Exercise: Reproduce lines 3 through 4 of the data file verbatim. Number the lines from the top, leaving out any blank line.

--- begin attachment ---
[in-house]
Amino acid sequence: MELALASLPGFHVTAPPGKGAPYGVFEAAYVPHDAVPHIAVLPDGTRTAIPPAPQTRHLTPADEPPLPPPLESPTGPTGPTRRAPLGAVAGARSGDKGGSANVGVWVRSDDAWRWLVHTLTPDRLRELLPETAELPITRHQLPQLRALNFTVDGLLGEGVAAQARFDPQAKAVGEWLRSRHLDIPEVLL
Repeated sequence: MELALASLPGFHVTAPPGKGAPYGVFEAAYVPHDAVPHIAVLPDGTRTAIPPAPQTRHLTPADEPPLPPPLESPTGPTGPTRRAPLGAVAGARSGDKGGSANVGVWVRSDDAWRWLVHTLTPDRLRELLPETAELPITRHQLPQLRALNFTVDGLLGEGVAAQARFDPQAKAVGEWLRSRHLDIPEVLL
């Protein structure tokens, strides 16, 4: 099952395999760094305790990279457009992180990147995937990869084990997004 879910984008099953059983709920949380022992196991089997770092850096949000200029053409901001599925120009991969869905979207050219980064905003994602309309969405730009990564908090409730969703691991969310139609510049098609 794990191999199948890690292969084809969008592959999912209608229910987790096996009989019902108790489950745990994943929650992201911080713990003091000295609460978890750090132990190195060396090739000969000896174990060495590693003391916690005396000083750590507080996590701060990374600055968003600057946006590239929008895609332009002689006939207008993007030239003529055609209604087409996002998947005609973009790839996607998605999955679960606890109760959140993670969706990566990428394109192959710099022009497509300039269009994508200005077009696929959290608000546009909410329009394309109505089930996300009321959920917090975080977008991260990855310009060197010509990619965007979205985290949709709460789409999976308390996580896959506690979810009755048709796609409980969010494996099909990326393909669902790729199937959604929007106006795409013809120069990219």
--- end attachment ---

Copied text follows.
Repeated sequence: MELALASLPGFHVTAPPGKGAPYGVFEAAYVPHDAVPHIAVLPDGTRTAIPPAPQTRHLTPADEPPLPPPLESPTGPTGPTRRAPLGAVAGARSGDKGGSANVGVWVRSDDAWRWLVHTLTPDRLRELLPETAELPITRHQLPQLRALNFTVDGLLGEGVAAQARFDPQAKAVGEWLRSRHLDIPEVLL
């Protein structure tokens, strides 16, 4: 099952395999760094305790990279457009992180990147995937990869084990997004 879910984008099953059983709920949380022992196991089997770092850096949000200029053409901001599925120009991969869905979207050219980064905003994602309309969405730009990564908090409730969703691991969310139609510049098609 794990191999199948890690292969084809969008592959999912209608229910987790096996009989019902108790489950745990994943929650992201911080713990003091000295609460978890750090132990190195060396090739000969000896174990060495590693003391916690005396000083750590507080996590701060990374600055968003600057946006590239929008895609332009002689006939207008993007030239003529055609209604087409996002998947005609973009790839996607998605999955679960606890109760959140993670969706990566990428394109192959710099022009497509300039269009994508200005077009696929959290608000546009909410329009394309109505089930996300009321959920917090975080977008991260990855310009060197010509990619965007979205985290949709709460789409999976308390996580896959506690979810009755048709796609409980969010494996099909990326393909669902790729199937959604929007106006795409013809120069990219």